Ben: Mommy, what does “speechless” mean? [a word I must have used in a conversation with someone else while he was listening]
Me: Ummm… it means… you don’t know what to say.
Me: How was playing with Liz? [a new babysitter he hadn’t met before]
Ben: At first I was speechless, but then it was fun.
You might argue that this is a problem with my definition (and you might be correct), but the point is that the different shades of meaning are still lost on him. Does it mean that or not? Yes or no? I guess what I’m saying is that, while the choice is between yes and no, grownup words are a no. Once he can handle sometimes, we’ll see.
Thursday, April 10, 2008
It’s time to talk about Lucy’s little brother. At age three years and eight months, Ben is very nearly Lucy’s exact complement. This is to say that, with the exception of the fact that they share the same fundamentally loving nature (and, of course, much of their genomes), he is everything she is not and vice versa.
Witness as exhibit A their respective entrances into the world. Where Lucy was literally dragged into the world by a gaggle of eight or ten medical professionals (I lost count) after 26 hours of labor, Ben arrived less than an hour after we walked in the door to the hospital. His birth was very nearly attended by zero medical professionals, as the extremely alarmed nurse had run out to fetch the doctor and they returned barely in time for the whole catching routine. From there, you can extrapolate to find pretty accurately the kind of children they are today.
While this is no doubt fascinating from a child development standpoint, it is somewhat unnerving from a parenting standpoint. It means, among other things, that the time we’ve invested in learning to parent Lucy is more or less worthless when it comes to Ben. When Lucy misbehaved, we learned to speak firmly but gently to her, without raising our voices, because if she suspected that we were in any way displeased she would burst into tears. To Ben, on the other hand, firm, gentle reprimands are tantamount to permission to continue. He’s more the 1-2-3-Time Out type, if you know what I mean. To say that Lucy is easier to discipline than Ben would be like saying that arithmetic is easier than differential calculus.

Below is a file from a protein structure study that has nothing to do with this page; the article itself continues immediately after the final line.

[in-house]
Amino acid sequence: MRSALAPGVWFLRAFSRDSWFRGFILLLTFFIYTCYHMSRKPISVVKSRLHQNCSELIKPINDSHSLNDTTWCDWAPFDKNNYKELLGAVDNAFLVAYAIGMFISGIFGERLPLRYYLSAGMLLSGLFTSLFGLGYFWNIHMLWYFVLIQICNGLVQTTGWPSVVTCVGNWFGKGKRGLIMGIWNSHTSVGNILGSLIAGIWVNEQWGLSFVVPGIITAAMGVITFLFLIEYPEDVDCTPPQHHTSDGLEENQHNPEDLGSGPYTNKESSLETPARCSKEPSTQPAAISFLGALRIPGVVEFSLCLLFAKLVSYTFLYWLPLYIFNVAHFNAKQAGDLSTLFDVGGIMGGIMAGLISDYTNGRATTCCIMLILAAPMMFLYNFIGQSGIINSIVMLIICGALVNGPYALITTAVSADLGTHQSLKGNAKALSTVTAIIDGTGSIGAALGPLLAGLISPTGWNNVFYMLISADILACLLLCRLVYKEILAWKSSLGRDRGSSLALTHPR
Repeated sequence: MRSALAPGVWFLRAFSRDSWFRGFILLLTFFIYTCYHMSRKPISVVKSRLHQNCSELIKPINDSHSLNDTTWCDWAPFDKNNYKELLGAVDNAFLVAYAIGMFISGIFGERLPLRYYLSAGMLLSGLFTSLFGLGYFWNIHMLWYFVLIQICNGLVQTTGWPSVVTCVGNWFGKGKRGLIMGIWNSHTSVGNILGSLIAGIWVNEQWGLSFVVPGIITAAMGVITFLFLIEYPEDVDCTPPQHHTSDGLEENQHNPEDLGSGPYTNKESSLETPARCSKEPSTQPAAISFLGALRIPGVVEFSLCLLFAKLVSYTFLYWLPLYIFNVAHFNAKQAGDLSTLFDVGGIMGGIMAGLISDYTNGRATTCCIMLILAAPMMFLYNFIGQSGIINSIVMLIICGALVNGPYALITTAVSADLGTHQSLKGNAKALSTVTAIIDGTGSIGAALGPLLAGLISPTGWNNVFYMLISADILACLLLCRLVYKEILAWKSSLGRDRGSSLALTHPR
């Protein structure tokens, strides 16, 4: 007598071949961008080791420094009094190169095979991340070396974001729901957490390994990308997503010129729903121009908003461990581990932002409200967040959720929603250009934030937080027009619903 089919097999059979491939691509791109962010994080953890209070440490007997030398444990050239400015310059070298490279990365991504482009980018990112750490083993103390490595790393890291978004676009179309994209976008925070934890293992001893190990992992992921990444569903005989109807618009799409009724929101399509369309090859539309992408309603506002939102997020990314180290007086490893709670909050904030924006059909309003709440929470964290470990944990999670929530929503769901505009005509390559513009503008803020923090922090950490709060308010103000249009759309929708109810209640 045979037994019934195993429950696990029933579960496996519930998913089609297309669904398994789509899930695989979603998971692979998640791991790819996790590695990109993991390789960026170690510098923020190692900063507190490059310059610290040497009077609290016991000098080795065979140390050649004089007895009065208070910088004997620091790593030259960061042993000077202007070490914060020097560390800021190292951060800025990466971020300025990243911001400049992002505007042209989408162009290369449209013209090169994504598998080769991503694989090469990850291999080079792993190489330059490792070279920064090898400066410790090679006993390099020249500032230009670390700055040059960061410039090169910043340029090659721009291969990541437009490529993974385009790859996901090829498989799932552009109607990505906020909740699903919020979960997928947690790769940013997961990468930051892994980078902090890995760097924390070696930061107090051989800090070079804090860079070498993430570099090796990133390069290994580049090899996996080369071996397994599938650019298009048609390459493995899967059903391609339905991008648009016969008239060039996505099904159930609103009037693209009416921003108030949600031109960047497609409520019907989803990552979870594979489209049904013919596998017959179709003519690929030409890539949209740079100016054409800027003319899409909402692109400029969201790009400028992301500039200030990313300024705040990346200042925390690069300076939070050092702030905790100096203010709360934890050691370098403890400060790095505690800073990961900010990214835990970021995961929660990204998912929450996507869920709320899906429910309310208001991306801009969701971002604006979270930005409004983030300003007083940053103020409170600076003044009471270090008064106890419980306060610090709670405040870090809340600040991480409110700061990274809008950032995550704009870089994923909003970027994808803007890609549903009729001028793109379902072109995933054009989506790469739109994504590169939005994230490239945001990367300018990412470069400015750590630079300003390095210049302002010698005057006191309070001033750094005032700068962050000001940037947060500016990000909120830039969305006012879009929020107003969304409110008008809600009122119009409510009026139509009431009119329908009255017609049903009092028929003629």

On the flip side, here are Ben and Lucy after I got their bikes out yesterday for the first time this spring:
Ben: My bike! My bike! Thanks, Mommy!
[Hops on and pedals/scoots across the grass, topples over, laughs, hauls bike upright, climbs back on, scoots away]
Lucy: Oh. Um. I’m not sure I remember how to ride my bike. Can you help me?
Me: Well, sure. What do you want me to do?
Lucy: Make sure I don’t fall.
Me: OK. You want me to hold it for you?
Lucy: Yeah. And hold me, too.
[I hold the bike steady with one hand and let her lean on my other hand as she laboriously climbs on.]
Lucy: No!! Don’t let go!!!
Me: OK, calm down! But how are you going to ride with me holding on?
Lucy: You can walk with me.
Lucy: OK, go.
[I start to walk forward, pushing her along while she clings to me with one hand and the bike with the other]
Lucy: That’s too fast! I’m gonna fall!
Me: No, you’re not, I’m holding on, see? You can’t fall.
[We inch forward a little farther]
Me: How about if I give you a push?
And so on. Eventually, of course, she rides the bike and has fun, but I think you see my point. Some things are easier with him, and some things are easier with her. I’m sure there’s a lesson in that, but I’m too tired to figure out what it is. What I really want to know is this: when do we get to the part that’s easy with both of them?